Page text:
FTIR analysis

As mentioned above, chemical changes in the THM wood surfaces were responsible for color and wettability behavior. In this study, the differences of chemical groups of wood cell wall substance due to THM process can be clearly seen in the band shapes of the infrared spectra. The C–H aliphatic stretching, with a peak value at 2900 cm−1, is more stable than C–OH, C–O–C, and R–COO–R bonds and can be expected to stay virtually unchanged during heat treatment [24, 27]. Therefore, the FTIR fingerprint region of 1800–750 cm−1, which contains many well-defined peaks that provide abundant information on various functional groups present in wood constituents, is summarized in Table 5. Figure 6 shows the FTIR spectra between the finger print region of 1800 and 750 cm−1 on the untreated and THM wood samples.

Table 5

Characteristic bands of the FTIR spectra of wood samples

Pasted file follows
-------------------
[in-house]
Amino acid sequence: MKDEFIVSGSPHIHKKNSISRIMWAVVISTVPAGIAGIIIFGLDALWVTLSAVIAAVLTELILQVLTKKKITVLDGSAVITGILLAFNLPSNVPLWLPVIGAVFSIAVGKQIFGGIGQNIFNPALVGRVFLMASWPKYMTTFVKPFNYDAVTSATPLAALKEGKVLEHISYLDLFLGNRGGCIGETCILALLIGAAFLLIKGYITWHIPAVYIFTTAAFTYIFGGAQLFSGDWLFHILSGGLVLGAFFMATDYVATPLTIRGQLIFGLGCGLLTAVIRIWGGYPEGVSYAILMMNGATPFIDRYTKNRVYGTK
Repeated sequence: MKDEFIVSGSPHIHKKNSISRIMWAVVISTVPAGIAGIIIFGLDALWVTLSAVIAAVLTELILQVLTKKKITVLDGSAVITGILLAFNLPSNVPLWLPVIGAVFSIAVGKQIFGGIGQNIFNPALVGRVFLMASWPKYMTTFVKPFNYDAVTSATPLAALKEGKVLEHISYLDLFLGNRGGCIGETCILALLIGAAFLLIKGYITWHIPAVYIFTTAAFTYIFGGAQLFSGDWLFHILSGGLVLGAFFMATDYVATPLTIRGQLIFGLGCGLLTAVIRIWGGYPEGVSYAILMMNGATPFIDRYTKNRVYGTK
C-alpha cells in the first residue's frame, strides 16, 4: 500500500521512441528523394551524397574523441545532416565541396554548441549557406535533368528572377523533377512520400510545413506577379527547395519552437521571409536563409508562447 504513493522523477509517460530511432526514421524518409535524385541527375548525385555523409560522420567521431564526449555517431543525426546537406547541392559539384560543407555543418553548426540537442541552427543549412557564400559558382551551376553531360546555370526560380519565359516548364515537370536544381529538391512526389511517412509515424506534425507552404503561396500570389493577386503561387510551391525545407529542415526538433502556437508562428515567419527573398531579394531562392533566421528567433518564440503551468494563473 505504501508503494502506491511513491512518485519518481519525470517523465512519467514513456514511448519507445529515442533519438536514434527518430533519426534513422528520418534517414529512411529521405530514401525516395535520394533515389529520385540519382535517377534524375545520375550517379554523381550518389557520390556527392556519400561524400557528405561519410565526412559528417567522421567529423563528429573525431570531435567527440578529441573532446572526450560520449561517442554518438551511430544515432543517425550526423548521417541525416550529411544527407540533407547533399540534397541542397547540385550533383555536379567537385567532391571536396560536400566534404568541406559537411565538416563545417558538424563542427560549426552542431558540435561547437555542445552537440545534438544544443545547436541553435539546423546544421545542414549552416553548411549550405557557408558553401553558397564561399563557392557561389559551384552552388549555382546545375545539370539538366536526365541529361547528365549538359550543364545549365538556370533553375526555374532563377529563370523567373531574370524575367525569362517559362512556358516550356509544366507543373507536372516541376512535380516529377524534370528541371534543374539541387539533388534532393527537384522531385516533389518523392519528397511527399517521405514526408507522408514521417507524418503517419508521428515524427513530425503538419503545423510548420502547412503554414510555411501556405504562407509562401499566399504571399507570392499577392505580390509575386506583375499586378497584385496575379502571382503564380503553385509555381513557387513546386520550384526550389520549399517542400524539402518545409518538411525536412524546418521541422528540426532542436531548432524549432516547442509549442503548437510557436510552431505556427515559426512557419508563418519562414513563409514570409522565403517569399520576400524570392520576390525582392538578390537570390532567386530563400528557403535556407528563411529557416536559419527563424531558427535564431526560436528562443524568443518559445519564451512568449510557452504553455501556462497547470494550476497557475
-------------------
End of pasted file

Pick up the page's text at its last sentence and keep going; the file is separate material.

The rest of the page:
Wavenumber (cm−1)

Functional group

Assignment

1740‒1730

‒COOH (C=O)

Free carbonyl groups, stretching of acetyl or carboxylic acid (hemicelluloses)

1660‒1640

C=O

Quinines and quinine methides, adsorbed water

1600

C=C

Aromatic ring (lignin)

1510

C=C

Aromatic ring (lignin)

1373

C‒H

CH deformation (cellulose and hemicellulose)

1335‒1330

O‒H

OH in plane bending (cellulose)

1270‒1267

C‒O

Guaiacyl ring breathing with CO‒stretching (lignin and hemicelluloses), esters

1103

C‒H

Guaiacyl and syringyl (lignin)

1050‒1030

C‒O, C‒H

Primary alcohol, guaiacyl (lignin)

898

C‒H

CH deformation (cellulose)

FTIR fourier transform infrared spectroscopy

Fig. 6

FTIR spectra of untreated and THM wood samples: a untreated, b CR50, c CR60, d CR70, and e CR75

As can be seen from Table 5 and Fig. 6, the FTIR spectra of THM samples at different CR in the studied region presented uniquely different features. It was clearly apparent that heating time and high pressure in THM process had a significant effect on the functional groups.